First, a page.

V. I.   Lenin



Written: Written September 24, 1902
Published: First published in 1924. Sent from London to St. Petersburg. Printed from the original.
Source: Lenin Collected Works, Progress Publishers, 1974, Moscow, Volume 34, pages 116-117.
Translated: Clemens Dutt
Transcription\Markup: D. Moros
Public Domain: Lenin Internet Archive (2005). You may freely copy, distribute, display and perform this work; as well as make derivative and commercial works. Please credit “Marxists Internet Archive” as your source.README

A personal letter to Vanya and Varvara Ivanovna. Please hand it immediately to them alone.

The news of Bouncer’s “victory” has astounded us.[2] Was the departure of Kasyan and Hairpin really sufficient to deprive the Iskrists of the ability to act? Bouncer’s protest could lead only to your proposing to him to put it to the vote and at once declaring by a majority, firstly, that on the substance of the question he is in an insignificant minority; and, secondly, that his complaint of violation of the Rules is ridiculous and petty-fogging (for, according to the Rules, the opinion should be asked of all who were present in St. Petersburg and the matter not deferred pending an inquiry of those who were absent).

If Bouncer raised (dared to raise) the question of dissociation, it was imperative at once to adopt a majority decision for his expulsion from the Union.

Obviously, Bouncer is brazenly heading “for war” and the Iskrists will be eternally disgraced if they do not reply to this by the most resolute and desperate war. Do not be afraid of any threats on the part of Bouncer, you have nothing to fear from publicity, treat the matter immediately as a war issue, as we have written above, and adopt the decisions proposed above as speedily as possible. Even if Bouncer carries still others along with him (even if only half or less than half of you are left) you should all the same go the whole hog and demand Bouncer’s expulsion unconditionally, without being the least afraid of a “split” in the Union.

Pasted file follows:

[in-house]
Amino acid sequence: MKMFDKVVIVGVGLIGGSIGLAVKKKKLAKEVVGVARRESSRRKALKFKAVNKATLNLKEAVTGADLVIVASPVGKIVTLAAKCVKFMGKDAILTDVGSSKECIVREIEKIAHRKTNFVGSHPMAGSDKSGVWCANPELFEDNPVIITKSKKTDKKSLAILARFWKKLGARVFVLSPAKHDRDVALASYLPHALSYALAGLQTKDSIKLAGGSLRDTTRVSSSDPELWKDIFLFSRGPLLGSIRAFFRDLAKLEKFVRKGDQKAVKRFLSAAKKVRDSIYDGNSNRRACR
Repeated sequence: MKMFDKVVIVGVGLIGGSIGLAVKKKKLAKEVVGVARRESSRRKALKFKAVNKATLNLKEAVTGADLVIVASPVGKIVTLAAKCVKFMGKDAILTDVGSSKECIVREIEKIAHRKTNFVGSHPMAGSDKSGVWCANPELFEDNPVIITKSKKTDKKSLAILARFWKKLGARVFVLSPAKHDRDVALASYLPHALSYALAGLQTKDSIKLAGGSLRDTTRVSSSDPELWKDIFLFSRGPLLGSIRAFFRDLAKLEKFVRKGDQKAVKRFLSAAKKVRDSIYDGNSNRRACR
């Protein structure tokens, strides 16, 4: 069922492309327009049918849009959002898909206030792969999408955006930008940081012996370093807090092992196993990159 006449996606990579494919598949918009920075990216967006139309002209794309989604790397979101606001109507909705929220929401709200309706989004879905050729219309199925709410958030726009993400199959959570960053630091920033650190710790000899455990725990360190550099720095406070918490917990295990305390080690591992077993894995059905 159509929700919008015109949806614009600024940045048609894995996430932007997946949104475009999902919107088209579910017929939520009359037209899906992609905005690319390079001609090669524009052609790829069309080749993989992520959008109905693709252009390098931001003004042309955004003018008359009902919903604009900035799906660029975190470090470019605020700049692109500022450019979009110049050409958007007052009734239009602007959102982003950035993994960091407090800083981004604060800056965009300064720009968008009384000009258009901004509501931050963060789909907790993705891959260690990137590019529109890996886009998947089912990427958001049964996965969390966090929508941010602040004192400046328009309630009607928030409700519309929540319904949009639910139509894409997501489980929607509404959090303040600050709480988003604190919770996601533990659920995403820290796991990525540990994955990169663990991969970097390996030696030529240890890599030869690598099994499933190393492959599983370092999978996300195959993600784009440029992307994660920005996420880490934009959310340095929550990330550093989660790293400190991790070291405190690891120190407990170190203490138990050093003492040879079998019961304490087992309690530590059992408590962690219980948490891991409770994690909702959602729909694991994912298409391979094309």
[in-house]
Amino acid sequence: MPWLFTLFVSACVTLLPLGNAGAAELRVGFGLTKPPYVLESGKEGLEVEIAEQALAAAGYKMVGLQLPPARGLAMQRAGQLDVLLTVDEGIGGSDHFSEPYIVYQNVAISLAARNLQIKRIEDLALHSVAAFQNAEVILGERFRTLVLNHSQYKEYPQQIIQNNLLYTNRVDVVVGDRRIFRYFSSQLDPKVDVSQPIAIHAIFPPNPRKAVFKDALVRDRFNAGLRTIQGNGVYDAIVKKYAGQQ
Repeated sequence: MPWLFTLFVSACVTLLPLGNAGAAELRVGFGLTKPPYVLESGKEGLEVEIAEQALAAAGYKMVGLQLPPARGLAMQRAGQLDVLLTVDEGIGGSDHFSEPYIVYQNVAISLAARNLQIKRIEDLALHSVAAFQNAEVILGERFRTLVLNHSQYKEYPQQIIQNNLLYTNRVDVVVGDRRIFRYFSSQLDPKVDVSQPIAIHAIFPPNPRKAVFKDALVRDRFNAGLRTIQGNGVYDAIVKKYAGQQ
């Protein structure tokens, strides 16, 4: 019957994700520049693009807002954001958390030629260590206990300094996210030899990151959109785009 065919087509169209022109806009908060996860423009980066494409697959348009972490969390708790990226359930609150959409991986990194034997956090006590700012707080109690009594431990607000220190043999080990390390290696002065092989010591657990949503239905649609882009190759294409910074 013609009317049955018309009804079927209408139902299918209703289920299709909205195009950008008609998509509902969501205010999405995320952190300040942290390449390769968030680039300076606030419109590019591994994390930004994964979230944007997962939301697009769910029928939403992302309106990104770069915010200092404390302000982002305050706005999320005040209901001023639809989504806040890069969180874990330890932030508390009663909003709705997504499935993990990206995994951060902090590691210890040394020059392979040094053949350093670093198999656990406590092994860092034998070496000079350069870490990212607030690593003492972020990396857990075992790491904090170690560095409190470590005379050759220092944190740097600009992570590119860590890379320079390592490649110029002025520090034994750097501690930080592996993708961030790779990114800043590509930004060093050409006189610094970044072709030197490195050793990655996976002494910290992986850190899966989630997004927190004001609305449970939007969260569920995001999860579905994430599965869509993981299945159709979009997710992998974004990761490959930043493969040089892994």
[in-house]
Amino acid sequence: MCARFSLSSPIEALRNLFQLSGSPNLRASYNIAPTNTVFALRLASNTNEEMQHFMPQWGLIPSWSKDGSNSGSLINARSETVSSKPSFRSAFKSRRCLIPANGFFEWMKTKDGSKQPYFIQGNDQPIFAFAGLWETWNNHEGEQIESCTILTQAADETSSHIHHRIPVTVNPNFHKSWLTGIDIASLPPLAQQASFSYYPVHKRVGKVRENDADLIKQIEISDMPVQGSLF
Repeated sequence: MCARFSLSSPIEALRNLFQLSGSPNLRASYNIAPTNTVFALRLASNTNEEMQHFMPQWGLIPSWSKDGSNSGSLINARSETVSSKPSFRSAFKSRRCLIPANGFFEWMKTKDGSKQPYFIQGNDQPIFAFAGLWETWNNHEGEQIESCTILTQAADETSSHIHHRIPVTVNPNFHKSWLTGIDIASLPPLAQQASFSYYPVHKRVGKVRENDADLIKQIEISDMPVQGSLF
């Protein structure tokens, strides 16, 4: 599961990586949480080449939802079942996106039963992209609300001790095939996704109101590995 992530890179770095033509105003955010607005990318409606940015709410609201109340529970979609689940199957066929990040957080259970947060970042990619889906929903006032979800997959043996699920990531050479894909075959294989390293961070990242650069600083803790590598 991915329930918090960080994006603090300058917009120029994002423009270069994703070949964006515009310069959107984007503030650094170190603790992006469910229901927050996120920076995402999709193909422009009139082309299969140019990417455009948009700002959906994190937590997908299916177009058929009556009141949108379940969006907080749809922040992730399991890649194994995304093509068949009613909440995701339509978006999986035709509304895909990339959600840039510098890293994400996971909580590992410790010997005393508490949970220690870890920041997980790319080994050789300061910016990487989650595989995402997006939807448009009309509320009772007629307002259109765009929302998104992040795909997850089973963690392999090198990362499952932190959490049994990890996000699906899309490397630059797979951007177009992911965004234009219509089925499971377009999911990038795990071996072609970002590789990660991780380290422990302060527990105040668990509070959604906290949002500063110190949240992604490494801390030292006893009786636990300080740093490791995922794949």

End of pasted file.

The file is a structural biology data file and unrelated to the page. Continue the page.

You should also put an ultimatum to the workers too: either a split in the Union and war, or a decisive condemnation of Bouncer by the workers and his expulsion.

We, for our part, are writing at once to 2a3b. We are putting off the publication of the St. Petersburg statement in Iskra.[3]

We repeat: the question has now become a point of honour with the Iskra people of St. Petersburg.... Of course, every thing you do now must be done at a general meeting, to which Bouncer must be invited and minutes of the decisions taken. Send us the minutes at once.


[1] Krasnukha, V. P. (1868-1913)—a Social-Democrat, an Iskrist; since 1899 worked in the St. Petersburg Social-Democratic organisation; at the beginning of April 1902 represented the St. Petersburg League of Struggle at the Byelostok Conference. In November 1902 attended the Pskov meeting of the Organising Committee for convening the Second Congress of the R.S.D.L.P. at which he was elected a member.

Stasova, Yelena Dmitrievna (born 1873)—veteran of the revolutionary movement, member of the Bolshevik Party since 1898. In 1902-03 a member of the St. Petersburg Committee. From August 1905 to January 1906 carried out Party assignments in Geneva. p. 116

[2] Bouncer (Vyshibalo)—pseudonym of Tokarev, leader of the St. Petersburg Economists. As a member of the St. Petersburg League of Struggle, Tokarev protested against the July declaration of the St. Petersburg Committee recognising Iskra and Zarya as the leading organs of Russian Social-Democracy. He also demanded that the representative of the Iskra Organisation be expelled from the committee of the St. Petersburg League of Struggle. p. 116

[3] This refers to the July declaration of the R.S.D.L.P.’s St. Petersburg Committee announcing solidarity with the newspaper Iskra and the journal Zarya and recognising them as the leading organs of Russian Social-Democracy. This declaration was issued in July 1902 in the form of a separate leaflet and subsequently printed in Iskra No. 26 for October 15, 1902. p. 117

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